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Obstetrician cognitive and affective skills in a diverse academic population

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Background: Obstetrician cognitive and affective traits have been identified to have relationships with their patients’ perinatal outcomes. The objective was to identify relationships between obstetrician demographic and practice characteristics and physician coping, self-efficacy, anxiety and ambiguity tolerance. Methods: Obstetricians at a single institution were surveyed using 5 validated scales measuring coping skills, tolerance for ambiguity, cognitive engagement and trait anxiety. Demographics and practice characteristics were assessed. Chi-square tests, t-tests, ANOVA and linear regression were used to assess relationships between physician characteristics and cognitive traits. Results: Ninety-four physicians participated. Women expressed greater proactive coping than men (p = 0.03) on the Proactive Coping scale. Providers with greater delivery volume expressed lower engagement in cognitive efforts (p = 0.03) on the Need for Cognition scale. Maternal-fetal medicine physicians demonstrated greater ambiguity tolerance (p < 0.01) and cognitive engagement (p = 0.012) than general obstetricians. Differences by specialty persisted after adjustment for potentially confounding factors. Conclusions: Practice type and specialty appeared to be related to several cognitive characteristics. It remains uncertain whether these differences are a cause or a consequence of specialty training and whether they result in differences in obstetric outcomes.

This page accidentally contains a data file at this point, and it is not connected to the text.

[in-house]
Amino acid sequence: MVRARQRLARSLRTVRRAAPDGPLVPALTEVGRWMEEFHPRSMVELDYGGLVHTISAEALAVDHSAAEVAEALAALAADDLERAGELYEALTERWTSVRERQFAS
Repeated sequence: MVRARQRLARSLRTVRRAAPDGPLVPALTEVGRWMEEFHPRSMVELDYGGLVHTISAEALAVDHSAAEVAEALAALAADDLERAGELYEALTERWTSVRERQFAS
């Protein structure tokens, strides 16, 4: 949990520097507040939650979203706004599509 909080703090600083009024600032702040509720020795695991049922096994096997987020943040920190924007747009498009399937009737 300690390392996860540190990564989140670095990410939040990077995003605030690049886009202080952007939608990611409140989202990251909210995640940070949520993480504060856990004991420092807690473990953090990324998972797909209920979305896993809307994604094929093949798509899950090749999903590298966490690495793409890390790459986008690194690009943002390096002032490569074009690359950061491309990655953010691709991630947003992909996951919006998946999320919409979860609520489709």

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  • 01/19/2017
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  • DOI: 10.1186/s12909-016-0659-4
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  • BMC Medical Education
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